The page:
2016 Chinese Holidays and their celebration traditions
As 2015 approaches its end, everyone is excited to welcome 2016. A lot of planning and self-reflection is happening. What is the goal for 2016? Which countries do I want to visit? Which skills should I focus on improving and how? What is my plan to keep healthy? Or simply what authentic Chinese food recipe do I want to learn? … The list goes on and on. For me personally, I want to know when the holiday comes so I can plan ahead for a family reunion. If visiting China on a holiday vacation is your plan for next year, this post may help you understand a little bit about when these Chinese holidays are and the traditions behind them.
- New Year’s Eve (January 1-3)
People from all over the world celebrate New Year’s Eve, including Chinese. This is a special occasion to do many meaningful things after a year’s hard work. Friends and family members go to a restaurant or cook some authentic Chinese dishes together at home. Nowadays, younger generations like to plan some outdoor activities as well, such as travelling, skiing, or backpacking. It is a good way to release stress and be close to each other.
But this holiday is not all about relaxing. Hard work still continues, in a different way though. Because the Chinese Spring Festival is coming soon, usually on February, some people like to take advantage of this three-day holiday to do some house cleaning. Of course, shopping is another important part. The holiday season presents great opportunities for people to show appreciation to their loved ones.
New year’s Day represents a new life in Chinese culture, so it is very suitable for a wedding day. Be prepared to give some red envelopes, because you are most likely to attend at least one wedding during this holiday. After a tiring day hanging out with friends, this is always my favorite part—watching the Countdown Party on TV. I like to have a cup of tea and a few snacks with my family while watching the programs.
- Chinese Spring Festival (February 7-13)
In additional to a thorough house-cleaning project, people don’t forget to buy some new clothes for themselves and their family members. It’s also a good time for hair salons because most people are likely to try some new hairstyles or simply do a nice haircut.
Chinese people also put a lot of efforts in decorating the home. The recommended decorations are in red, as red is the festive color in Chinese culture, representing luck.
New Year’s Eve dinner is the highlight of this holiday. The entire family sits around a table and turn on the TV to watch Chinese Spring Festival TV Programs. Traditional Chinese dishes include orange flatfish, moo goo gai pan, egg fried rice, pan fried noodles and desserts.
- Tomb Sweeping Day (April 2-4)
The Tomb Sweeping Festival was originated from the ancient emperors “Muji” ceremony. In addition to tomb sweeping, people also take some physical exercise, such as hiking, picnics and so on. Since ancient times, Chinese people have the tradition of planting trees on Tomb Sweeping Day. In 1979, the National Committee in China designated March 12th as Chinese Arbor Day. This is a good cause, but I honestly still don’t understand how tomb sweeping is related to tree planting.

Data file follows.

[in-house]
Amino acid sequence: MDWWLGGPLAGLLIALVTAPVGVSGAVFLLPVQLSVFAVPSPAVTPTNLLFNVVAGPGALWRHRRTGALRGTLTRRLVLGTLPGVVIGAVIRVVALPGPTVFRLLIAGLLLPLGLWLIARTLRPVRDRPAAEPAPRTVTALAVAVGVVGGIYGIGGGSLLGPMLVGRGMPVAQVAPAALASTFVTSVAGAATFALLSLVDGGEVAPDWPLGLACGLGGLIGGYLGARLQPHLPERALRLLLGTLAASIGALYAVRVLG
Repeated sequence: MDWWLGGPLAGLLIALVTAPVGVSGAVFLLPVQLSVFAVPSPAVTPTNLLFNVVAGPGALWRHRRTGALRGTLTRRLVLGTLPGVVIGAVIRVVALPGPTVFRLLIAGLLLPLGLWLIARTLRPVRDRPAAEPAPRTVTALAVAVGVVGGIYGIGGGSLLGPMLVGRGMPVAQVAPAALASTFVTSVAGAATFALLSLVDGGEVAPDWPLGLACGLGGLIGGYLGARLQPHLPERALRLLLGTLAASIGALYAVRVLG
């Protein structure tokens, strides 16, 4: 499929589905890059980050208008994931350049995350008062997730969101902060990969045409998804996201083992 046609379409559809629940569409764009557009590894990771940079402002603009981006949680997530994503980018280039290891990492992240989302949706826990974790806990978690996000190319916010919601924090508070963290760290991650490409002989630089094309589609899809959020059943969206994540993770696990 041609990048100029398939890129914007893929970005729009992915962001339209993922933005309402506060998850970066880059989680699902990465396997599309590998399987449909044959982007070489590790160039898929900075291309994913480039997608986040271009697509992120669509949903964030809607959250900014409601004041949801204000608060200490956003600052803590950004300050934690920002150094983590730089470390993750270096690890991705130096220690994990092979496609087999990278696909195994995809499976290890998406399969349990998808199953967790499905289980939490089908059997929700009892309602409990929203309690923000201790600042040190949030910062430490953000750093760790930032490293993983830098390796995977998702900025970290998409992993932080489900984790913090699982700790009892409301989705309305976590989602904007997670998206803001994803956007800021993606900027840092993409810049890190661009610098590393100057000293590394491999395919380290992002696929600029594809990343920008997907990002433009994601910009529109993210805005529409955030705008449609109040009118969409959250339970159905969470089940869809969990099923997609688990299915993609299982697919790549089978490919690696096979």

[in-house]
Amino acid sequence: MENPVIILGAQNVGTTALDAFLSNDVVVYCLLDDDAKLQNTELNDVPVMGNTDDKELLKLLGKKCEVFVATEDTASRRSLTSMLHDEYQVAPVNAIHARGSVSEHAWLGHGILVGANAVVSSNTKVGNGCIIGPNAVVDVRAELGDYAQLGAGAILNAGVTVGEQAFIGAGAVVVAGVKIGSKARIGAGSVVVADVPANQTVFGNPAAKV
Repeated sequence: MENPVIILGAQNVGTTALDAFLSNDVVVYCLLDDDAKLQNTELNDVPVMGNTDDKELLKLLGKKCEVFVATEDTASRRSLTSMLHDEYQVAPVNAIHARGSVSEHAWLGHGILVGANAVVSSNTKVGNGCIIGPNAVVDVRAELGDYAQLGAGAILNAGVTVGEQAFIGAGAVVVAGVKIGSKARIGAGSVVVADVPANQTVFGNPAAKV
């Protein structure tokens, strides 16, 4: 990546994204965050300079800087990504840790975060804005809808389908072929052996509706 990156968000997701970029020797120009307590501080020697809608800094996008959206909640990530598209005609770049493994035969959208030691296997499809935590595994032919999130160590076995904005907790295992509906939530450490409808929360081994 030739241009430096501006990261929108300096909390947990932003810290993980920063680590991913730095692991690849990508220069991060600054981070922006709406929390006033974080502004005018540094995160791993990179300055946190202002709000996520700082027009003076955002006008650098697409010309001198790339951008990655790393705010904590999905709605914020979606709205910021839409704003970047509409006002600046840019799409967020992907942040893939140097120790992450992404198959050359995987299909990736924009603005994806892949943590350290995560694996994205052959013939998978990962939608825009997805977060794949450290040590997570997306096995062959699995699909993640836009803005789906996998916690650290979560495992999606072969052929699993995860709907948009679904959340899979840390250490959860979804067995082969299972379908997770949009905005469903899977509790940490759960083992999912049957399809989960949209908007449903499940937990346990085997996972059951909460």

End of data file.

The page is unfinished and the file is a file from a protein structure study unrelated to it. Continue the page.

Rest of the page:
This is not a Chinese exclusive holiday, but different countries celebrate this holiday at different times of the year. On May 1,1886, more than 216,000 workers protested for the implementation of eight hour working system and held a big strike. Through hard struggle, they finally won. In order to commemorate the great labor movement, in 1889, the Second International Committee announced the May 1st as International Labor Day. Nowadays, this holiday becomes one of China’s peak tourism seasons for domestic and international travelling.
- The Dragon Boat Festival (June 9-11)
Celebrating the Dragon Boat Festival includes many activities. The main one is the dragon boat race. According to a legend originated in the ancient state of Chu, a sage minister named Qu Yuan drowned himself in a river. People love him so much that they rowed on the river to find him. Unfortunately, there was nowhere to find Qu Yuan. People set the date of May 5th (according to the Chinese traditional calendar) as The Dragon Boat Festival in memory of Qu Yuan. The purpose of dragon boat race is to disperse the fish in the river so they won’t eat Qu Yuan’s body. What a loving but sad story!
- The Mid Autumn Festival (September 15-17)
The Mid Autumn Festival is also called “The Harvest Festival”, as people sow in spring and harvest in autumn. Ancient Chinese people drink china liquor and dance to celebrate the harvest. During this festival, one of the most important activities is to watch the full moon and eat moon cakes.
People’s Republic of China was founded on October 1st, 1949. From 1960 to 1970, grand rallies and mass demonstrations were held in Tiananmen Square annually on this day. In 1984, on the 35th anniversary of the National Day, a Grand National Day Parade was held. This year, the Parade becomes especially important, as 2015 is the 70th anniversary of the victory of World War II.
If you are planning a holiday trip to Beijing, you probably should avoid going this week since traffic is restricted and most tourism attractions are extremely crowded.